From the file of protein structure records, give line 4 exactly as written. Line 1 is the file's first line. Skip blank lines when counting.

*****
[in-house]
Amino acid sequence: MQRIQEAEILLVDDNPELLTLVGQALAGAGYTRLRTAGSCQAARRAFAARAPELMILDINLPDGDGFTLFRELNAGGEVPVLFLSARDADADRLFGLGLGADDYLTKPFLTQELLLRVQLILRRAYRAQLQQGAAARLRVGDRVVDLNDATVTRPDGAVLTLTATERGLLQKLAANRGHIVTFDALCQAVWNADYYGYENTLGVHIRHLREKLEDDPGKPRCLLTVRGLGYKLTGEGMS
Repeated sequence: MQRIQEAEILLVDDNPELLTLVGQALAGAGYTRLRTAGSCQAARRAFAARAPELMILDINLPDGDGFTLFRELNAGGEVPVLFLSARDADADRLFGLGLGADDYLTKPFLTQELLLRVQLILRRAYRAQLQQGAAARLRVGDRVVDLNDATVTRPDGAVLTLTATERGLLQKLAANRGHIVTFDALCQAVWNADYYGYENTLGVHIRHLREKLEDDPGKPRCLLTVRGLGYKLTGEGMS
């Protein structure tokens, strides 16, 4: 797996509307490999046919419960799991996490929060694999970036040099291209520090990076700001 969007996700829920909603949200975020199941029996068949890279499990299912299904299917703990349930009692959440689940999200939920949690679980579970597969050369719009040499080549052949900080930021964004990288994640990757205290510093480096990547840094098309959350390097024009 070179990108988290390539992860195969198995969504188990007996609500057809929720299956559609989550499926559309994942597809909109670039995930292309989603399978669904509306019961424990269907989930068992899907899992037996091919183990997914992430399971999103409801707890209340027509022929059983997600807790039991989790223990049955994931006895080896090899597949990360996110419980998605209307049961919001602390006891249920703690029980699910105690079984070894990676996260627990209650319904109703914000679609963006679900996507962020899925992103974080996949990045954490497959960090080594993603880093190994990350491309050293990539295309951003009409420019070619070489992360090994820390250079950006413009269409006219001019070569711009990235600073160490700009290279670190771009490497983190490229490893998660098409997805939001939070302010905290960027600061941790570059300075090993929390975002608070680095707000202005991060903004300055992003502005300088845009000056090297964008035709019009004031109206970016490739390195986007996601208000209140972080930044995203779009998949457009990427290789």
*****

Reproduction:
């Protein structure tokens, strides 16, 4: 797996509307490999046919419960799991996490929060694999970036040099291209520090990076700001 969007996700829920909603949200975020199941029996068949890279499990299912299904299917703990349930009692959440689940999200939920949690679980579970597969050369719009040499080549052949900080930021964004990288994640990757205290510093480096990547840094098309959350390097024009 070179990108988290390539992860195969198995969504188990007996609500057809929720299956559609989550499926559309994942597809909109670039995930292309989603399978669904509306019961424990269907989930068992899907899992037996091919183990997914992430399971999103409801707890209340027509022929059983997600807790039991989790223990049955994931006895080896090899597949990360996110419980998605209307049961919001602390006891249920703690029980699910105690079984070894990676996260627990209650319904109703914000679609963006679900996507962020899925992103974080996949990045954490497959960090080594993603880093190994990350491309050293990539295309951003009409420019070619070489992360090994820390250079950006413009269409006219001019070569711009990235600073160490700009290279670190771009490497983190490229490893998660098409997805939001939070302010905290960027600061941790570059300075090993929390975002608070680095707000202005991060903004300055992003502005300088845009000056090297964008035709019009004031109206970016490739390195986007996601208000209140972080930044995203779009998949457009990427290789």